Brinda Karat stressed the major problem of displacement faced by tribals from their forests, cultivable land, habitat and environment. From 2000 to 2008, 4.5 million hectares of forest land has been diverted for the so-called development projects at the rate of 50,000 hectares per year,  which is nearly double the rate of diversion of forest land during 1980 to 2000. The central government and many state governments, except for the Left-led ones, grant licenses to big corporates and MNCs for setting up industry or mining of minerals in tribal areas. While doing so they bulldoze the mandatory no-objection and consent of Gram Sabhas in affected areas, granted by the Fifth Schedule of the Constitution. The nexus of capitalist-trader-contractor-corrupt forest department officials has now been joined by touts of MNCs to facilitate forcible takeover of tribal land leading to massive displacement. The outright violation of the Constitutional provisions in the Scheduled Areas and the non-implementation of PESA has to be resisted by the accelerated united militant agitations following the inspiring exemplary struggles led by comrades in Andhra Pradesh along with the commendable work done by our Jharkhand comrades to get justice by moving the Apex Court.  


Elaborating on the basic trend of the anti-tribal capitalist policies, she cited the reversal of land reforms, illegal alienation of tribal lands, curtailment of funds for tribal areas in budgetary allocations, non-availability of credit facilities at low interest rates, withdrawal of the State from the market mechanism, absence of purchasing centers for their agricultural produce and halting of extension services. All these factors have created acute conditions for the tribal peasants who mainly depend on dry-land farming without any substantial support of assured irrigation. 


A substantial section of tribal families depend on the collection and sale of small forest produce for their livelihood. Tribal women in particular spend hours gathering the MFP. But the traders and contractors exploit them by purchasing MFP at meagre prices. A proper Mimimum Support Price with Inter-State standardisation for all MFP and assured procurement at accessible network collection points is the need of the hour. Karat gave detailed account of the increasing number of tribal people joining the ranks of the working class and their brutal exploitation in sugarcane cutting, brick kilns, stone quarries, salt lakes, sand excavation sites, construction sites, chemical firms, collieries and mining. The women migrants face multifaceted hardships, including sexual harassment. The tribals are exploited as casual contract labour having no legal protection of any labour acts like the Inter State Migrant Labour Act, Abolition of Contract Labour Act, Minimum Wages Act etc. The recurring starvation and malnutrition deaths in tribal areas are increasing as a result of the central government’s discriminatory food policy of dismantling the PDS and cutting down artificially the number of BPL families. The Saxena Committee set up by the Supreme Court has suggested the extending of BPL recognition to the tribal community as a whole, excluding government employees. But for few states, this suggestion has been overlooked and neglected. She also dealt with the appalling situation regarding education and health in tribal areas and the efforts our comrades are taking to improve the situation.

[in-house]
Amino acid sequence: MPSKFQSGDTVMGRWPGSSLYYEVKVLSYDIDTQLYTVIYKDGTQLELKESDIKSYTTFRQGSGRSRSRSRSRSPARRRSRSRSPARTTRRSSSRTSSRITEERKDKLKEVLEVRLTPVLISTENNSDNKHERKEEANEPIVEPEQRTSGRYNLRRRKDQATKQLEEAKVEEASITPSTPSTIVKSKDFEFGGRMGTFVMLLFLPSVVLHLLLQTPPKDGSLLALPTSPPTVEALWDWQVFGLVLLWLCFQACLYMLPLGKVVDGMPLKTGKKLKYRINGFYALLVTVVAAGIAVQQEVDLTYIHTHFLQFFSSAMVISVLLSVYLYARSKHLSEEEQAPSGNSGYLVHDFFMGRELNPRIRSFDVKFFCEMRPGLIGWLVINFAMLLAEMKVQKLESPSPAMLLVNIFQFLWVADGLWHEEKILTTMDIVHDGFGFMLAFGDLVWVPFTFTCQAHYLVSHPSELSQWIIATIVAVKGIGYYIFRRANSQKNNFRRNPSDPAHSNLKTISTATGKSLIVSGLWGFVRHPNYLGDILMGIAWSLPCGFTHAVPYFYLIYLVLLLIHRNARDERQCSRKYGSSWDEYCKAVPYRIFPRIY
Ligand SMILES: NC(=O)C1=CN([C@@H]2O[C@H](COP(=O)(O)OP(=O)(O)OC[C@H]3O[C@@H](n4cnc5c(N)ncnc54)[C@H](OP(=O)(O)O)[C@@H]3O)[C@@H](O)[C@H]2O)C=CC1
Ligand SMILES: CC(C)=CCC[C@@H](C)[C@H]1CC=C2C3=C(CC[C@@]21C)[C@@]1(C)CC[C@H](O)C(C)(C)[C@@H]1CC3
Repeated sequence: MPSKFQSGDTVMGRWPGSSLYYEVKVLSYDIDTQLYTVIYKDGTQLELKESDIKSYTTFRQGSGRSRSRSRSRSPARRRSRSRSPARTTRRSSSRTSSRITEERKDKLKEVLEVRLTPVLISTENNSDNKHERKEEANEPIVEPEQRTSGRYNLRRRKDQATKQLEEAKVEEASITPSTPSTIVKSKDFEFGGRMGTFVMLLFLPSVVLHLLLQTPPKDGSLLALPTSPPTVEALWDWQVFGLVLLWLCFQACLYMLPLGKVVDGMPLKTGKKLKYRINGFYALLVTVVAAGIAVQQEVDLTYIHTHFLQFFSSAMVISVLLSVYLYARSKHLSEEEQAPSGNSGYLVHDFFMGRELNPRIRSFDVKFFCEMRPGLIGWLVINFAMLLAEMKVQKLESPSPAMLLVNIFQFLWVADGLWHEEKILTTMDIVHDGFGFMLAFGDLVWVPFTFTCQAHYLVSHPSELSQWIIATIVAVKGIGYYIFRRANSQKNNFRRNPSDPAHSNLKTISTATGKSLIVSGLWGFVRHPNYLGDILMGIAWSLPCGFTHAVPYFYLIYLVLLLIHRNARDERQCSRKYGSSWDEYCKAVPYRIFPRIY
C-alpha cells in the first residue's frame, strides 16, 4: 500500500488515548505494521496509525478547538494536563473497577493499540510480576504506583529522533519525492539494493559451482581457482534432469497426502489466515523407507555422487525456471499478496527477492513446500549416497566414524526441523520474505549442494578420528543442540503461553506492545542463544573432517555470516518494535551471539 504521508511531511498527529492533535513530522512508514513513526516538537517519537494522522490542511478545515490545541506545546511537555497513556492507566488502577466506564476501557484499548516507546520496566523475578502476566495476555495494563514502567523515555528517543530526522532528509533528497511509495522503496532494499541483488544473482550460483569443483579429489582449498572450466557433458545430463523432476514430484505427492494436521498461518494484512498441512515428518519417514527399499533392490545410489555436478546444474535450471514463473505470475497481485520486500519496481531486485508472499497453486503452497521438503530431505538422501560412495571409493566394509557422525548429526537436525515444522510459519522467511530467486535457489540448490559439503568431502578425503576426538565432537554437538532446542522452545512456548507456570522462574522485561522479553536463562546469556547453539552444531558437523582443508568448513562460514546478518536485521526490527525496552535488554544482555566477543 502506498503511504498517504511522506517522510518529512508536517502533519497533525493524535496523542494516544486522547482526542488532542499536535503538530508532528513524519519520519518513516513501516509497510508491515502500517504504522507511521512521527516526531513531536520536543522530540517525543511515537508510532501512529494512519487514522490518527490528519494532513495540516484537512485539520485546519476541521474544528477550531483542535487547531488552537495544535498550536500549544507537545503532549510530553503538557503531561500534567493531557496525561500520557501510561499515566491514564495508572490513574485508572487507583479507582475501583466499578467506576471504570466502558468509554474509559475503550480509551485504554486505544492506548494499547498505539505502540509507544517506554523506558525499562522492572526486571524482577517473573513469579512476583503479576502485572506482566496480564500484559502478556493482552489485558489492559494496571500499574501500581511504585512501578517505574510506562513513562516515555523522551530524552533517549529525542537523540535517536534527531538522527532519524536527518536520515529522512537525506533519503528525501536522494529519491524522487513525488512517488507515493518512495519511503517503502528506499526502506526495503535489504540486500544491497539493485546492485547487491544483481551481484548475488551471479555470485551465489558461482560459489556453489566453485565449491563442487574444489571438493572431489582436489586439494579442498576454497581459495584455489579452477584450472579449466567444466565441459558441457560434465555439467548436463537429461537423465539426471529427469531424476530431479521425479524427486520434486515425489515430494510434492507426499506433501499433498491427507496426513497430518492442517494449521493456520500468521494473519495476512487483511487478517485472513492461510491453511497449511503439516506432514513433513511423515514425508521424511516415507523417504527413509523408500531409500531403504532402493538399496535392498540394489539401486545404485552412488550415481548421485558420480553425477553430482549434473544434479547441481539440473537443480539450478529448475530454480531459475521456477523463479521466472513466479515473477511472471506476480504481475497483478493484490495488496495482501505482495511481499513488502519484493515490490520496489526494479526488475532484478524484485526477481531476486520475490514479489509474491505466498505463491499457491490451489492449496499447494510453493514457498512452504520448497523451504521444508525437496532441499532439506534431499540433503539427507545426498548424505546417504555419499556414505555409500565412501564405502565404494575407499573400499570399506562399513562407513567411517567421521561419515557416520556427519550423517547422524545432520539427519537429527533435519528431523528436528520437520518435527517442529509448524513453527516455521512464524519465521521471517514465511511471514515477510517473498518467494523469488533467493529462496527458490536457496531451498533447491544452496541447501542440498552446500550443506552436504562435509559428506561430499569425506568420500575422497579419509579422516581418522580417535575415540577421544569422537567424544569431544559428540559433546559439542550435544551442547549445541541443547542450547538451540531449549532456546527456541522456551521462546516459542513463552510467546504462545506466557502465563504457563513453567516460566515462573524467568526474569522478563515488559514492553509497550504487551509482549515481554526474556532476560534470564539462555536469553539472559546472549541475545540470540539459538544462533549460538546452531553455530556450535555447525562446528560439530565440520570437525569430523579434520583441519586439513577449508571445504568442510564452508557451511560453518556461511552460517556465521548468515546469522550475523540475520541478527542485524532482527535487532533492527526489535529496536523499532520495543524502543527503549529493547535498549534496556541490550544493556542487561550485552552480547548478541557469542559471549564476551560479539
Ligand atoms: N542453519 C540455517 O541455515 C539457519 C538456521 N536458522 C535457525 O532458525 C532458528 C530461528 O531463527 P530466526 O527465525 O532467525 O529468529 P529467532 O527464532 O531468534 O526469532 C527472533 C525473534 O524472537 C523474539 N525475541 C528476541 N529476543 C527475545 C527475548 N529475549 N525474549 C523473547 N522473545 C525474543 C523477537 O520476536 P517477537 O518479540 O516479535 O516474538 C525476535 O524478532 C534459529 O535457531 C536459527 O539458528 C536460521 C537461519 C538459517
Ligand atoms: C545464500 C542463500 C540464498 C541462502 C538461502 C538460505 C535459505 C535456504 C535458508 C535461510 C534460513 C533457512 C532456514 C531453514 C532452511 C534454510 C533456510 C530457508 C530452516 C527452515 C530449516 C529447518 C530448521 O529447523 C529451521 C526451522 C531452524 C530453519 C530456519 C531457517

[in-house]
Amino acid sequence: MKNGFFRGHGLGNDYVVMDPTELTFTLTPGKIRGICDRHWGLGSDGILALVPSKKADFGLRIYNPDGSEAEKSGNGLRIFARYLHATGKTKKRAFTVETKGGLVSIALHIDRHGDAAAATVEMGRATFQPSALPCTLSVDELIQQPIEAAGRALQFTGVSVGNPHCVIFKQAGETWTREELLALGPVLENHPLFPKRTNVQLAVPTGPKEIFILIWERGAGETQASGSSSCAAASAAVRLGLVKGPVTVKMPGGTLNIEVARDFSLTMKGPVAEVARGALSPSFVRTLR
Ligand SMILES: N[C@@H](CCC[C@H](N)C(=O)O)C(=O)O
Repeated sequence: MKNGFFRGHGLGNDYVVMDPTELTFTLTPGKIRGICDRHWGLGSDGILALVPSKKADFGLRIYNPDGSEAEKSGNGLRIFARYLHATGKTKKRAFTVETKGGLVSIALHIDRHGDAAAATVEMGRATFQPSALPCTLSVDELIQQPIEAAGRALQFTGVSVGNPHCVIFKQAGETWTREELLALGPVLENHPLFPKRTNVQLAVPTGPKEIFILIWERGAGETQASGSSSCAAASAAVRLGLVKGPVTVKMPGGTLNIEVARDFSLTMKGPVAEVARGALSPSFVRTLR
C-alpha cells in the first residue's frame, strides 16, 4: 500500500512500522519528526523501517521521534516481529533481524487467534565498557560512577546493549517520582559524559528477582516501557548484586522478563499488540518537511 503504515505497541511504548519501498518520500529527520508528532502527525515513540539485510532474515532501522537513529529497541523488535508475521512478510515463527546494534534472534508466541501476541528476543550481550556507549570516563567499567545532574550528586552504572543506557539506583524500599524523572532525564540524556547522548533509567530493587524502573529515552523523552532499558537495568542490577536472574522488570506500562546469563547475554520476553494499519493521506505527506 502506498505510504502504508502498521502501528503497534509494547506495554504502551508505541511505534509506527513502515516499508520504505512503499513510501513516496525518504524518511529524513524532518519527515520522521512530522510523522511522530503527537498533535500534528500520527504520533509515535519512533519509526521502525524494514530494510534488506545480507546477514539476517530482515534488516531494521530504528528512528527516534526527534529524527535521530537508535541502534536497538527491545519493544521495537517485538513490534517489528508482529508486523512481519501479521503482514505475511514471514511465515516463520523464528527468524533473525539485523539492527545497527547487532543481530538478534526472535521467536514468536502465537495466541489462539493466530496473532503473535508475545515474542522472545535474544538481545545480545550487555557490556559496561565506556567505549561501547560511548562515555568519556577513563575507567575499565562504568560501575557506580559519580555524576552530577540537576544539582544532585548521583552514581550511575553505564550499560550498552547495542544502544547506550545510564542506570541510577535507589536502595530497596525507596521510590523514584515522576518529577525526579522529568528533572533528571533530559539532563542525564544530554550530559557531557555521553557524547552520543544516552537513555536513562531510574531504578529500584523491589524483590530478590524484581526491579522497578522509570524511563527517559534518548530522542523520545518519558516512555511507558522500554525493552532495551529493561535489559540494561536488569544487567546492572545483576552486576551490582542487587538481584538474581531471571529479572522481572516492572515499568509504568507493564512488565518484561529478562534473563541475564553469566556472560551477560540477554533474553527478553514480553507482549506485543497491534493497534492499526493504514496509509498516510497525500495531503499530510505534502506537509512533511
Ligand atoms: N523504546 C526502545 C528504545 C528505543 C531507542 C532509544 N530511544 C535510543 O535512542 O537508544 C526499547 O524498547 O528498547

Brinda Karat analysed the discordant trends in tribal areas triggered by the fundamentalists in the name of religion working under the aegis of the RSS. She explained how the BJP and NDA  in power displayed utter callousness to tribal communities while opening wide the gates of tribal areas to exploitation by corporates and MNCs with no protection whatsoever for tribal rights. The RSS and its parivar made targeted attacks on Christian tribals and tried to destroy tribal cultures through the imposition of Hindutva caste culture. On the other hand there are certain NGOs that are funded by imperialist forces and other political forces who are promoting different variants of identity politics and seek to fragment and separate the tribal communities from their proletarian character, isolating them from the joint struggles of workers and peasants. It is the most important task before us to counter and fight out all these divisive forces damaging our democratic movement for securing the tribal rights.  




At the end of her presentation of the Report, Brinda Karat focused on the vital necessity of formation of an 'Adivasi Adhikar Rashtriya Manch' (National Platform for Tribal Rights). She said, “now we have identified the political forces who are the friends of tribal communities and who are the foes. We have rich experience of the struggles since the time of pre-Independence under the leadership of Comrade Dasharath Deb, the legendary leadership of Telangana armed revolt, the Warli revolt etc. Tripura had a long tradition of separate  tribal organisation named ‘Ganamukti Parishad’. Since the Ranchi convention, several states have set up separate tribal organisations. At present such organisations are working in Andhra Pradesh – Girijan Sngam, Kerala – Adivasi Kshema Samithy, Madhya Pradesh and Chhattisgadh – Adivasi Ekata Mahasabha, Orissa – Adivasi Mahasabha, Tamilnadu – Hill Tribals’ Association and recently, organisations have been formed in Jharkhand and Rajasthan. We have highlighted the achievements of our struggles to further strengthen them and also identified our weaknesses so as to remove them and work out a plan for struggle on the urgent issues and demands based on our concrete study and detailed survey of the concrete reality at the ground level. Now we have to take steps towards expansion and consolidation of organised work among the tribal people.